“We really didn’t have anything to do with that case,” says Amherst Police Chief Scott Livingstone. “I learned about that when I read it in the paper myself … It’s a sad situation.”

Livingstone says it is not his job to make a judgement about whether the decision to deport Ramirez Arias was the right move.

“I don’t think it’s the responsibility of the local law enforcement authorities to be doing the jobs of the federal government,” Livingstone says.

But that doesn’t mean there aren’t instances when detainment makes sense.

The Ramirez Arias incident “would be a perfect example of taking things on a case-by-case basis,” Livingstone says, but added later, “I am, as you know, sworn by law to uphold all of the laws, local, state, and federal.”

The Valley isn’t the only place with a few sanctuaries. States — including Connecticut — counties and cities across the U.S. have adopted similar policies limiting the cooperation of local law enforcement with federal Immigration and Customs Enforcement.

Locally, ICE detainer requests are fairly uncommon. Northampton Police Chief Jody Kasper estimates her department has received two or three ICE detainer requests in the last five years. Amherst Police Chief Scott Livingstone says that he can’t recall Amherst ever having received one. But according to local law enforcement, knowing where a community stands on the issue is important to building trust with the community and protecting the safety of undocumented residents who could become easy targets and unwilling to come forward because of their immigration status.

“It’s certainly something we need to think about because my officers are out there every day,” Livingstone says. “They’re all our citizens and it’s our responsibility to have trusting relationships with these people, so yeah, we need to consider that.”

It’s important to note that there is no legal definition of the term “sanctuary city” because they are not officially recognized by the federal government while legislation at the local and state levels varies.

“Hopefully what it means is that any of our citizens who are undocumented who are victims of or witnesses to crimes feel more comfortable coming forward and participating in the criminal justice system without fear of having a federal response and having them removed from our community,” says Kasper, Northampton’s police chief.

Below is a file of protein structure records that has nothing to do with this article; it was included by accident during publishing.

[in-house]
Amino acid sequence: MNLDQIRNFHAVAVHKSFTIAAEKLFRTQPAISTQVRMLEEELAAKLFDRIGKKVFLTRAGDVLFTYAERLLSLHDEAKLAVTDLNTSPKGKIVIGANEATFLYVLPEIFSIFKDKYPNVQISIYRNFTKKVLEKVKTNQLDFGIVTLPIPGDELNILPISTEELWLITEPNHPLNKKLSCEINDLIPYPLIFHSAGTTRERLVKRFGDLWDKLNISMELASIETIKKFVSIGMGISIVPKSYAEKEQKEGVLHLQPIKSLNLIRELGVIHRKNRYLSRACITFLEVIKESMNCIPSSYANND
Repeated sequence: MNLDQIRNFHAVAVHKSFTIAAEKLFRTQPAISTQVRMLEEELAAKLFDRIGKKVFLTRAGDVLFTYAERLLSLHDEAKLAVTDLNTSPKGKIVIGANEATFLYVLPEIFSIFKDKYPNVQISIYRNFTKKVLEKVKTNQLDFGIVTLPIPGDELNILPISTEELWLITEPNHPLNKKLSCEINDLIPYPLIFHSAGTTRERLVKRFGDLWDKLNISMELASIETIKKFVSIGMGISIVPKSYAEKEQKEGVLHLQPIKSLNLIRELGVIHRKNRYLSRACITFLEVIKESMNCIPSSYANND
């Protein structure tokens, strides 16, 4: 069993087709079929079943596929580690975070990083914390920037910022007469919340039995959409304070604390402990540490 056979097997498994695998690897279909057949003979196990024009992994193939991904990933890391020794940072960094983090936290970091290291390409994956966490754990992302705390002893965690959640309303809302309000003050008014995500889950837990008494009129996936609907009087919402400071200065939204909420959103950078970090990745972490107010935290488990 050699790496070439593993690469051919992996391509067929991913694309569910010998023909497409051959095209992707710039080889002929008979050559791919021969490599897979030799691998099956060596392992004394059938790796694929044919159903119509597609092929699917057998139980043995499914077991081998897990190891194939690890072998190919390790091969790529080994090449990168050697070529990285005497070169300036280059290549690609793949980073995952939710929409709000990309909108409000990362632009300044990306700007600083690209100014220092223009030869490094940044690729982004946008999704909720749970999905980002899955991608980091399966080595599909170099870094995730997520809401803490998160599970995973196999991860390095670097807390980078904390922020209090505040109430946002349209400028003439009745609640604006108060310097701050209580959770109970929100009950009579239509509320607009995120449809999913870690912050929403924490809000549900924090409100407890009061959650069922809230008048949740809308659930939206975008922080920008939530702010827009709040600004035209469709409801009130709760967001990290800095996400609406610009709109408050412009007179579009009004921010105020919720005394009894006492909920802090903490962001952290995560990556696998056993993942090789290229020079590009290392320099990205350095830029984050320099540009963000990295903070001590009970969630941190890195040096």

“That’s really the impetus behind this whole concept is that we don’t want people in our community who are easy victims for anybody because people would know that they wouldn’t feel comfortable coming forward.”

And how does ICE feel about sanctuary cities?

“I mean, we understand that they exist or that the term kind of describes a certain series of events or maybe judicial or even an ordinance that local communities put in place,” says ICE spokesperson Shawn Neudauer. “But that’s not really for us to comment on.”

In Northampton, the city council voted in 2011 to adopt a resolution not to comply with ICE detainer requests. It was reinforced in 2014 by an executive order by Mayor David Narkewicz, which ordered police not to comply if the request pertained to a non-criminal investigation or was not subject to a warrant.

In May of 2012, Amherst passed a resolution at the Annual Town Meeting which declared that the town would refuse to cooperate with federal investigations of undocumented residents to the extent possible. The policy was originally written as a bylaw, which would have mandated that the town decline to cooperate with ICE, but was recast as a resolution amid concerns that it would jeopardize use of federal grants that the town receives for alcohol enforcement, speeding enforcement, and bicycle safety, the Gazette reported at the time.

Police Chief Scott Livingstone was one of those advocating for the non-binding resolution instead of the bylaw, saying he would prefer to decide whether to comply on a “case-by-case” basis should an ICE detainer request be received.

“That’s the direction and the memorandum that we sent out to our officers is that it needs to be taken on a case-by-case basis,” Livingstone says. “We have protocols in place where the captain of operations is immediately notified and then I’m notified and that would become my decision.”

Contact Peter Vancini at pvancini@valleyadvocate.com.

 

 

Author: Peter Vancini